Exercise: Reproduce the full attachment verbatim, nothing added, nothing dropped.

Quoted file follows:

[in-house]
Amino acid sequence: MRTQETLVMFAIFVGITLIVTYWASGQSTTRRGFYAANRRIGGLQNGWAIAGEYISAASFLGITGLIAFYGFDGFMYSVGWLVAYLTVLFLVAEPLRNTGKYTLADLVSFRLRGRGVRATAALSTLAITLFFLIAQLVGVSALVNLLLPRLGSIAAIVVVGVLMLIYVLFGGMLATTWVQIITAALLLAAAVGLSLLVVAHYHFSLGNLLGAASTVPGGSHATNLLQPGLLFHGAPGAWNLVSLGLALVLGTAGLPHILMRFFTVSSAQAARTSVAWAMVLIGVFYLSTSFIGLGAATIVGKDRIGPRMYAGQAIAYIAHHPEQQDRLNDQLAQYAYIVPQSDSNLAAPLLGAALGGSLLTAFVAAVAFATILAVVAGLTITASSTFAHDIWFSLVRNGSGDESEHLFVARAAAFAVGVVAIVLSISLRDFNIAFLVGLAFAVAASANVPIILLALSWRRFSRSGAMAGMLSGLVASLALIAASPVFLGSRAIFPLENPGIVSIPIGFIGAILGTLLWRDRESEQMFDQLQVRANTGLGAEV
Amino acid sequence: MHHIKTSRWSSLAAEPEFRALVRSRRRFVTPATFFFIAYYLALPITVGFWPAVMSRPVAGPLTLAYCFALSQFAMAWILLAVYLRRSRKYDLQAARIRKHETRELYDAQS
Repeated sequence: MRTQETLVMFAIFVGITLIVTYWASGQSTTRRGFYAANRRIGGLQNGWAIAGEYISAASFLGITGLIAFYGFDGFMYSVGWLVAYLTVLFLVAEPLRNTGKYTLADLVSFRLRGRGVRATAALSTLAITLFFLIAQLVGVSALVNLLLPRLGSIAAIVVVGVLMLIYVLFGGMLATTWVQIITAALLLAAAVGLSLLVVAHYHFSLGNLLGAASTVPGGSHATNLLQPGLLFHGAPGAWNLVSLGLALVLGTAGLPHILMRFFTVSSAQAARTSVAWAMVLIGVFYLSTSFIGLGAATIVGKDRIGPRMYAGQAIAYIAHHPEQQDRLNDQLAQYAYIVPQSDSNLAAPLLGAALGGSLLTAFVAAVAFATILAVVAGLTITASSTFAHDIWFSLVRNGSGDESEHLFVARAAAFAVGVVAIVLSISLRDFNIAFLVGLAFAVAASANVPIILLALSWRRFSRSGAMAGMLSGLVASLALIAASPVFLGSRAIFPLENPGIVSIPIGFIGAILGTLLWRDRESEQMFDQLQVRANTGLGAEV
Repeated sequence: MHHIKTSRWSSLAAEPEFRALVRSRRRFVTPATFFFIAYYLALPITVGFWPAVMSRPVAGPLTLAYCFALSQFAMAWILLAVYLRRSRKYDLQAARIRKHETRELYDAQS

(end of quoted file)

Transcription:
[in-house]
Amino acid sequence: MRTQETLVMFAIFVGITLIVTYWASGQSTTRRGFYAANRRIGGLQNGWAIAGEYISAASFLGITGLIAFYGFDGFMYSVGWLVAYLTVLFLVAEPLRNTGKYTLADLVSFRLRGRGVRATAALSTLAITLFFLIAQLVGVSALVNLLLPRLGSIAAIVVVGVLMLIYVLFGGMLATTWVQIITAALLLAAAVGLSLLVVAHYHFSLGNLLGAASTVPGGSHATNLLQPGLLFHGAPGAWNLVSLGLALVLGTAGLPHILMRFFTVSSAQAARTSVAWAMVLIGVFYLSTSFIGLGAATIVGKDRIGPRMYAGQAIAYIAHHPEQQDRLNDQLAQYAYIVPQSDSNLAAPLLGAALGGSLLTAFVAAVAFATILAVVAGLTITASSTFAHDIWFSLVRNGSGDESEHLFVARAAAFAVGVVAIVLSISLRDFNIAFLVGLAFAVAASANVPIILLALSWRRFSRSGAMAGMLSGLVASLALIAASPVFLGSRAIFPLENPGIVSIPIGFIGAILGTLLWRDRESEQMFDQLQVRANTGLGAEV
Amino acid sequence: MHHIKTSRWSSLAAEPEFRALVRSRRRFVTPATFFFIAYYLALPITVGFWPAVMSRPVAGPLTLAYCFALSQFAMAWILLAVYLRRSRKYDLQAARIRKHETRELYDAQS
Repeated sequence: MRTQETLVMFAIFVGITLIVTYWASGQSTTRRGFYAANRRIGGLQNGWAIAGEYISAASFLGITGLIAFYGFDGFMYSVGWLVAYLTVLFLVAEPLRNTGKYTLADLVSFRLRGRGVRATAALSTLAITLFFLIAQLVGVSALVNLLLPRLGSIAAIVVVGVLMLIYVLFGGMLATTWVQIITAALLLAAAVGLSLLVVAHYHFSLGNLLGAASTVPGGSHATNLLQPGLLFHGAPGAWNLVSLGLALVLGTAGLPHILMRFFTVSSAQAARTSVAWAMVLIGVFYLSTSFIGLGAATIVGKDRIGPRMYAGQAIAYIAHHPEQQDRLNDQLAQYAYIVPQSDSNLAAPLLGAALGGSLLTAFVAAVAFATILAVVAGLTITASSTFAHDIWFSLVRNGSGDESEHLFVARAAAFAVGVVAIVLSISLRDFNIAFLVGLAFAVAASANVPIILLALSWRRFSRSGAMAGMLSGLVASLALIAASPVFLGSRAIFPLENPGIVSIPIGFIGAILGTLLWRDRESEQMFDQLQVRANTGLGAEV
Repeated sequence: MHHIKTSRWSSLAAEPEFRALVRSRRRFVTPATFFFIAYYLALPITVGFWPAVMSRPVAGPLTLAYCFALSQFAMAWILLAVYLRRSRKYDLQAARIRKHETRELYDAQS